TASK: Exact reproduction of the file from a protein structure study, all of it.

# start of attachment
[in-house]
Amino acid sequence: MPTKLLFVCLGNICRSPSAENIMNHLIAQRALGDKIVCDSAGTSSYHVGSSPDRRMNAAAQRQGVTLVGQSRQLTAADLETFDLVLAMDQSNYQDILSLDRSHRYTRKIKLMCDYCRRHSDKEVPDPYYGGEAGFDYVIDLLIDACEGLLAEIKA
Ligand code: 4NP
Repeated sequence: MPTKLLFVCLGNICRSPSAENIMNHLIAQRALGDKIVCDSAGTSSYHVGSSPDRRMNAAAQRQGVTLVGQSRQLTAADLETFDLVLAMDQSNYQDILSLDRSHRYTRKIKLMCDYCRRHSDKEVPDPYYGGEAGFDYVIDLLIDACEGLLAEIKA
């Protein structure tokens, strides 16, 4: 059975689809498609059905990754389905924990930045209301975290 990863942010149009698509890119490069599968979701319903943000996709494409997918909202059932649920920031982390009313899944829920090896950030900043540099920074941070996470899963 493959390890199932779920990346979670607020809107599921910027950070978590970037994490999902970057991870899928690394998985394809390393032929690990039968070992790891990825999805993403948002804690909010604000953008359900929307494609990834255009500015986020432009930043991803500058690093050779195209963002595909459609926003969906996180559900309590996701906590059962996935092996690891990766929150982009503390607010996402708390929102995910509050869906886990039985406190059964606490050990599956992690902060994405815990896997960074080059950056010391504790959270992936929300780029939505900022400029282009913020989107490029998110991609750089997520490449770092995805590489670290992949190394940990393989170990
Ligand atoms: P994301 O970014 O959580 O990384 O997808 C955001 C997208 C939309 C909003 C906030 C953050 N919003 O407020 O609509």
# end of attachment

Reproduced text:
[in-house]
Amino acid sequence: MPTKLLFVCLGNICRSPSAENIMNHLIAQRALGDKIVCDSAGTSSYHVGSSPDRRMNAAAQRQGVTLVGQSRQLTAADLETFDLVLAMDQSNYQDILSLDRSHRYTRKIKLMCDYCRRHSDKEVPDPYYGGEAGFDYVIDLLIDACEGLLAEIKA
Ligand code: 4NP
Repeated sequence: MPTKLLFVCLGNICRSPSAENIMNHLIAQRALGDKIVCDSAGTSSYHVGSSPDRRMNAAAQRQGVTLVGQSRQLTAADLETFDLVLAMDQSNYQDILSLDRSHRYTRKIKLMCDYCRRHSDKEVPDPYYGGEAGFDYVIDLLIDACEGLLAEIKA
């Protein structure tokens, strides 16, 4: 059975689809498609059905990754389905924990930045209301975290 990863942010149009698509890119490069599968979701319903943000996709494409997918909202059932649920920031982390009313899944829920090896950030900043540099920074941070996470899963 493959390890199932779920990346979670607020809107599921910027950070978590970037994490999902970057991870899928690394998985394809390393032929690990039968070992790891990825999805993403948002804690909010604000953008359900929307494609990834255009500015986020432009930043991803500058690093050779195209963002595909459609926003969906996180559900309590996701906590059962996935092996690891990766929150982009503390607010996402708390929102995910509050869906886990039985406190059964606490050990599956992690902060994405815990896997960074080059950056010391504790959270992936929300780029939505900022400029282009913020989107490029998110991609750089997520490449770092995805590489670290992949190394940990393989170990
Ligand atoms: P994301 O970014 O959580 O990384 O997808 C955001 C997208 C939309 C909003 C906030 C953050 N919003 O407020 O609509």